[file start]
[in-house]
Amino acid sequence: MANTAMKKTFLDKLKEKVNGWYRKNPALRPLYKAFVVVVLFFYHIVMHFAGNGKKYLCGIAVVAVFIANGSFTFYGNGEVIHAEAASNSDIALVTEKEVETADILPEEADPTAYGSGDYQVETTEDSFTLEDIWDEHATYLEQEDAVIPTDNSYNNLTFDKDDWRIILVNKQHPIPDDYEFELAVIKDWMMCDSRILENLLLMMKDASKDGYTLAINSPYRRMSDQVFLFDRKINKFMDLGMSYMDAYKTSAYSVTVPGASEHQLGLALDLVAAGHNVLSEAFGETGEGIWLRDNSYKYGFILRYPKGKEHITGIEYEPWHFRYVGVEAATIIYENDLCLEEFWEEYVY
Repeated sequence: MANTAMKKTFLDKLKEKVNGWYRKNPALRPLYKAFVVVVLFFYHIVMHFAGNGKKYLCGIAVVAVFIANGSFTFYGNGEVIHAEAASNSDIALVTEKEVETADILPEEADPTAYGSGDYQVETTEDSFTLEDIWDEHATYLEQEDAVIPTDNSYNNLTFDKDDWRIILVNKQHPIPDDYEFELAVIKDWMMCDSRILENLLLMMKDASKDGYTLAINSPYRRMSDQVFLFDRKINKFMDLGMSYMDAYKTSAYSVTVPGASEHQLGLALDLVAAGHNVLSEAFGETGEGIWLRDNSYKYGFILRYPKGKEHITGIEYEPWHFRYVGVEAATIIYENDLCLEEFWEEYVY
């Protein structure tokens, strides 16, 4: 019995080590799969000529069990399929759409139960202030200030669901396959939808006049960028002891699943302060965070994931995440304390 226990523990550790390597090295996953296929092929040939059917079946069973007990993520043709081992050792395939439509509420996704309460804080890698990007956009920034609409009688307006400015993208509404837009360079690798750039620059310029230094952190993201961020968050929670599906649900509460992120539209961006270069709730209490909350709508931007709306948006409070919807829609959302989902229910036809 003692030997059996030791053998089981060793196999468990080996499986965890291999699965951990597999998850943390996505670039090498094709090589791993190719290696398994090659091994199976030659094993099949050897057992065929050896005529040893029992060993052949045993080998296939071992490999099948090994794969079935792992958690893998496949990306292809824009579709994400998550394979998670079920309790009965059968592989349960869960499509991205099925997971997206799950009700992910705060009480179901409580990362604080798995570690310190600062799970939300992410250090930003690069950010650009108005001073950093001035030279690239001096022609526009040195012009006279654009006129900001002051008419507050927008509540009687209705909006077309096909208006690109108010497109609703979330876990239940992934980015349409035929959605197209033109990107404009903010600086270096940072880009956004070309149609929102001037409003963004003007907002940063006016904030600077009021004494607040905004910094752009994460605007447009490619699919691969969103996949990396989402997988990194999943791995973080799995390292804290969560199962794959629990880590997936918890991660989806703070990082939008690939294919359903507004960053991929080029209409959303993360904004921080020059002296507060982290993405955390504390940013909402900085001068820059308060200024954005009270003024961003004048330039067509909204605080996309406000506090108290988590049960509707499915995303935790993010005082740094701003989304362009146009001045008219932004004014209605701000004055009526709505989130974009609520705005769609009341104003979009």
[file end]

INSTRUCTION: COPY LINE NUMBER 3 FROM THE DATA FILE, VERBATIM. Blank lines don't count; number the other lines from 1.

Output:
Repeated sequence: MANTAMKKTFLDKLKEKVNGWYRKNPALRPLYKAFVVVVLFFYHIVMHFAGNGKKYLCGIAVVAVFIANGSFTFYGNGEVIHAEAASNSDIALVTEKEVETADILPEEADPTAYGSGDYQVETTEDSFTLEDIWDEHATYLEQEDAVIPTDNSYNNLTFDKDDWRIILVNKQHPIPDDYEFELAVIKDWMMCDSRILENLLLMMKDASKDGYTLAINSPYRRMSDQVFLFDRKINKFMDLGMSYMDAYKTSAYSVTVPGASEHQLGLALDLVAAGHNVLSEAFGETGEGIWLRDNSYKYGFILRYPKGKEHITGIEYEPWHFRYVGVEAATIIYENDLCLEEFWEEYVY